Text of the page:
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Written by Arnd Sibila | August 29, 2018

5G: First independent 5G test network benchmark study (part 3)

Signals Research Group trusts the prototype measurement system designed by Rohde & Schwarz to meet the aggressive timeline of early 5G adopters. The US-based research consultancy used the R&S®TSMA autonomous drive test scanner for their independent 5G test network benchmark study to collect downlink performance metrics for the Beam Reference Signals (BRS), including RSRP, CINR, RSRQ, PCI, etc., of 28 GHz millimeter wave radio signals. Signals Research Group (SRG) reported in February 2018 that measurements had been conducted in Houston, Texas, where Verizon Wireless operates a 28 GHz trial network.

5G independent benchmark study

Verizon is currently using the 5GTF specification that we discussed in a previous post. It is important to know that 5GTF and 5G New Radio (5G NR) are two separate sets of specifications with some obvious incompatibilities between them. However, given the SRG study’s focus and the emphasis on millimeter wave propagation, the findings from these measurements could be equally applicable to the industry-defined 3GPP standard 5G NR (the “real 5G”).

SRG’s measurement campaign examined, in particular, the promises of mmWave spectrum for mobile communications (mmWave signal propagation). Other targets included the characterization of the most likely radio conditions of fixed customer premise equipment (CPE) in the 5GTF network environment. This helped to determine the best physical location for a CPE in a home or office setting.

5G benchmark study methodology

In the report preview, SRG describes the methodology for the independent 5G test network benchmark study as follows: “For our benchmark study of the Verizon 5GTF commercial trial network, we used the Rohde & Schwarz TSMA scanner. R&S designed the prototype measurement system, featuring the R&S®TSMA autonomous drive test scanner, which contains the R&S®TSME ultra-compact drive test scanner and an integrated PC, to meet the aggressive timeline of early 5G adopters. To enable measurements at 28 GHz, the scanner’s frequency range is extended by using a down-conversion approach.

Utilizing fast frequency tuning algorithms, a special version of R&S®ROMES drive test software allows Rohde & Schwarz to down-convert up to eight 100 MHz wide component carriers transmitted at 28 GHz into an intermediate frequency range that can be processed and displayed. In the Houston market, we identified four 100 MHz wide component carriers within each cell sector.”

The SRG study involved a combination of walk tests and stationary tests. The walk tests were conducted with an omnidirectional antenna; for the stationary tests, a horn antenna was used to emulate the CPE’s receive situation and to determine the best physical location for it in a home or office setting.

SRG field engineers
SRG field engineers conducting walk tests with the R&S 5GTF prototype measurement solution (source: Signals Research Group)
Visually appealing plotting facilitates determining the strongest beam index
Visually appealing plotting facilitates determining the strongest beam index

The entire measurement solution is fitted into a battery-powered backpack that lasts up to eight hours, and thus enables coverage measurements in the field. SRG collected all log files for their tests with a single charge, so they never had to stop testing to change batteries.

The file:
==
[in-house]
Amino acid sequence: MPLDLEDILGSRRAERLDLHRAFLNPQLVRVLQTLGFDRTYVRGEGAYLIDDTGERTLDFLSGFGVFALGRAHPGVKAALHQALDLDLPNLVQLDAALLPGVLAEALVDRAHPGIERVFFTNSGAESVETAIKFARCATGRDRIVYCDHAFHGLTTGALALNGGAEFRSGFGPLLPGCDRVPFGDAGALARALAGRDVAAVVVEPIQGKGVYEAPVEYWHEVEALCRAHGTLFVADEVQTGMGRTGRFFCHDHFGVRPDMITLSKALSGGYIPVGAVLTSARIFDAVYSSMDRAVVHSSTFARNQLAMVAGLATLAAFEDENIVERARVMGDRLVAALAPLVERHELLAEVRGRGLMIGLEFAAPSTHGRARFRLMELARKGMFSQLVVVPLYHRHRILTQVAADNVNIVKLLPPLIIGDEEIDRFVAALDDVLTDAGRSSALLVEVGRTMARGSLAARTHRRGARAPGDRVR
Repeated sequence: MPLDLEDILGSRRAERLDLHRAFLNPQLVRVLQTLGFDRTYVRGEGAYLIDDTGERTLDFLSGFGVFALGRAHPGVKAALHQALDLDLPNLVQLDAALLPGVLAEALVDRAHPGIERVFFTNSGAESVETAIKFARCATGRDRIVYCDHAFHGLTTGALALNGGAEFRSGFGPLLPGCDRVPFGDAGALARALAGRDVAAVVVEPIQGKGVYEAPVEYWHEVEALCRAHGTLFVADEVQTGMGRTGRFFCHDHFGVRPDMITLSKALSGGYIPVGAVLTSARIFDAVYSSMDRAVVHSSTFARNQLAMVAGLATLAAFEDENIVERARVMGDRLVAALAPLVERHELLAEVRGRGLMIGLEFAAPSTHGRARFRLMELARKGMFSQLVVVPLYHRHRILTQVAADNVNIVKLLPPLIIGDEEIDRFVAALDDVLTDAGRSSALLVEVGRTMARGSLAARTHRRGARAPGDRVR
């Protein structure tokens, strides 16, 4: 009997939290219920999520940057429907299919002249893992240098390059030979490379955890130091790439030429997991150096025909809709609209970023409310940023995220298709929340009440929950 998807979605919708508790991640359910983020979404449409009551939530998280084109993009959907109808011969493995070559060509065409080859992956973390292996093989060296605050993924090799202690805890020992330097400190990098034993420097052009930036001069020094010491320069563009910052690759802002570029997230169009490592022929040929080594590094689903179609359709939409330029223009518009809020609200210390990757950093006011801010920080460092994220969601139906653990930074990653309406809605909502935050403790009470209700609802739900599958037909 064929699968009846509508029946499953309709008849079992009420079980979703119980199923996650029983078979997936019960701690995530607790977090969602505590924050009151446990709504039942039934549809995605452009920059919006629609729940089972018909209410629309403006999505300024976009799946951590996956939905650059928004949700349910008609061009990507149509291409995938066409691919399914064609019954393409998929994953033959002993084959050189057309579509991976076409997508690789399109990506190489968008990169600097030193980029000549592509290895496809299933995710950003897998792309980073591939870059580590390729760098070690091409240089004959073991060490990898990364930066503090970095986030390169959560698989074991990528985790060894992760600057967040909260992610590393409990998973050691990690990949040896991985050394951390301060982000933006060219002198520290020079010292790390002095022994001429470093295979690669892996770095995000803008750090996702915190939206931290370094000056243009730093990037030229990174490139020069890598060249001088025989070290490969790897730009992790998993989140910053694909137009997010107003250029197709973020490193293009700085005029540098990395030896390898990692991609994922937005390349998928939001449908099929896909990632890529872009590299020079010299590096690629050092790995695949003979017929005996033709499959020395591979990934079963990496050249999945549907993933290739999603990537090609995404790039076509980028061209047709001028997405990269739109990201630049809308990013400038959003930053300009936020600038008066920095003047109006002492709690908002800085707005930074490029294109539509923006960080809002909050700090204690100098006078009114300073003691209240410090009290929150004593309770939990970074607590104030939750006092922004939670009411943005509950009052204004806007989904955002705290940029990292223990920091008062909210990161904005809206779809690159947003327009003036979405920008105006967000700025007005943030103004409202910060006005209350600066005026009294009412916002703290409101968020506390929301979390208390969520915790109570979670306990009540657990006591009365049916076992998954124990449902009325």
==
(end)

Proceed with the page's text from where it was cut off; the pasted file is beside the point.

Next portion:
An external PC or tablet controls the backpack, and the R&S®ROMES drive test software displays several coverage-related parameters for 5GTF such as BRS RSRP, BRS RSRQ, BRS CINR, PCI, and more. Users can easily determine the strongest beam index in a given area. They can also detect potential multi-path issues via channel impulse response measurements.

For coverage evaluation, RSRP and CINR metrics are of most interest. Since the industry is also interested in data rates, SRG made some CINR adjustments and, together with some assumptions, they calculated an estimated peak data rate at given receive locations.

5G test network benchmark study results

For obvious reasons, we can only report initial results from the publically available SRG report preview, on which this blog post is based. The 5GTF measurements provided useful information about 28 GHz performance attributes:

  • They indicated the amount of signal diffraction due to window glass, buildings, parked cars, and even balding heads.
  • They analyzed the impact of tree foliage, varying near-line-of-sight (LOS), non-line-of-sight (NLOS) and near-line-of-sight conditions, and school buses passing just in front of the horn antenna at the receiving side.

SRG summarized that they “walked away pretty stoked about the prospects for 5G millimeter wave systems”. However, the report concludes that millimeter waves and beamforming are not a panacea that can fulfill the world’s fixed and mobile broadband needs. Anything and everything can influence a millimeter wave signal – to varying degrees.

But if the goal is to deliver downlink/uplink broadband speeds that exceed what most US consumers can get from their fixed-line service provider today, then the Verizon approach can make ends meet. However, if end-users expect reliable connections at Gigabit-per-second speeds, well, then some might get disappointed …

In my next post, I’ll talk about 5G NR, the global standard for a unified 5G wireless air interface. I’ll explain how it differs from Verizon’s 5GTF specification and how Rohde & Schwarz mobile network testing enables initial coverage measurements.

Stay tuned!

Read the previous posts in our 5G series:

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